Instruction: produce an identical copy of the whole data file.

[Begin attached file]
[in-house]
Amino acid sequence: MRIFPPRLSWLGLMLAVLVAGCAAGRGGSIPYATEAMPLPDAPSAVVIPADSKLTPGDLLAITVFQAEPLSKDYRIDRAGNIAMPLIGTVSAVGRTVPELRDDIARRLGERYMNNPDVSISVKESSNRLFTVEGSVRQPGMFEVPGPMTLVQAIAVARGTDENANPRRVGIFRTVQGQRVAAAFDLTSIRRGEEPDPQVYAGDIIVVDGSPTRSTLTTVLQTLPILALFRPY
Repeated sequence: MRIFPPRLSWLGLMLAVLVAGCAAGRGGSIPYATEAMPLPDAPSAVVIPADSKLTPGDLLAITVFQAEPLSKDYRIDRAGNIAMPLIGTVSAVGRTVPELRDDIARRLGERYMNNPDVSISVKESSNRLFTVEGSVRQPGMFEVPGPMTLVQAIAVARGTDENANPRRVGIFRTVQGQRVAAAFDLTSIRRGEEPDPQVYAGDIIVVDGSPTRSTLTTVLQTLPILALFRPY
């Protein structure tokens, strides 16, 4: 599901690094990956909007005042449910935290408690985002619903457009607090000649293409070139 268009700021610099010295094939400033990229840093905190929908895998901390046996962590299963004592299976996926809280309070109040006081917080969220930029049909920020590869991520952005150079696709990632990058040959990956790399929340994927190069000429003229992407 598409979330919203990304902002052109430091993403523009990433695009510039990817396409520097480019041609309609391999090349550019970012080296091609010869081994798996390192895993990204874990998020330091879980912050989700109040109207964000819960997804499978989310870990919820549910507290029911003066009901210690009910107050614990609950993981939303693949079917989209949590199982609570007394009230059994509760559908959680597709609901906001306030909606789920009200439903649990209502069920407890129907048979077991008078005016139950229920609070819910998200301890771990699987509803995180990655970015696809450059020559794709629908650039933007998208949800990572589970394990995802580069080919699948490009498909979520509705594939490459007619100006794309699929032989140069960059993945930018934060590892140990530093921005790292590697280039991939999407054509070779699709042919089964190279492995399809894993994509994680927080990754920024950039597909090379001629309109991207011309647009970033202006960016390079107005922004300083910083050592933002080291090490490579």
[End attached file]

[in-house]
Amino acid sequence: MRIFPPRLSWLGLMLAVLVAGCAAGRGGSIPYATEAMPLPDAPSAVVIPADSKLTPGDLLAITVFQAEPLSKDYRIDRAGNIAMPLIGTVSAVGRTVPELRDDIARRLGERYMNNPDVSISVKESSNRLFTVEGSVRQPGMFEVPGPMTLVQAIAVARGTDENANPRRVGIFRTVQGQRVAAAFDLTSIRRGEEPDPQVYAGDIIVVDGSPTRSTLTTVLQTLPILALFRPY
Repeated sequence: MRIFPPRLSWLGLMLAVLVAGCAAGRGGSIPYATEAMPLPDAPSAVVIPADSKLTPGDLLAITVFQAEPLSKDYRIDRAGNIAMPLIGTVSAVGRTVPELRDDIARRLGERYMNNPDVSISVKESSNRLFTVEGSVRQPGMFEVPGPMTLVQAIAVARGTDENANPRRVGIFRTVQGQRVAAAFDLTSIRRGEEPDPQVYAGDIIVVDGSPTRSTLTTVLQTLPILALFRPY
């Protein structure tokens, strides 16, 4: 599901690094990956909007005042449910935290408690985002619903457009607090000649293409070139 268009700021610099010295094939400033990229840093905190929908895998901390046996962590299963004592299976996926809280309070109040006081917080969220930029049909920020590869991520952005150079696709990632990058040959990956790399929340994927190069000429003229992407 598409979330919203990304902002052109430091993403523009990433695009510039990817396409520097480019041609309609391999090349550019970012080296091609010869081994798996390192895993990204874990998020330091879980912050989700109040109207964000819960997804499978989310870990919820549910507290029911003066009901210690009910107050614990609950993981939303693949079917989209949590199982609570007394009230059994509760559908959680597709609901906001306030909606789920009200439903649990209502069920407890129907048979077991008078005016139950229920609070819910998200301890771990699987509803995180990655970015696809450059020559794709629908650039933007998208949800990572589970394990995802580069080919699948490009498909979520509705594939490459007619100006794309699929032989140069960059993945930018934060590892140990530093921005790292590697280039991939999407054509070779699709042919089964190279492995399809894993994509994680927080990754920024950039597909090379001629309109991207011309647009970033202006960016390079107005922004300083910083050592933002080291090490490579």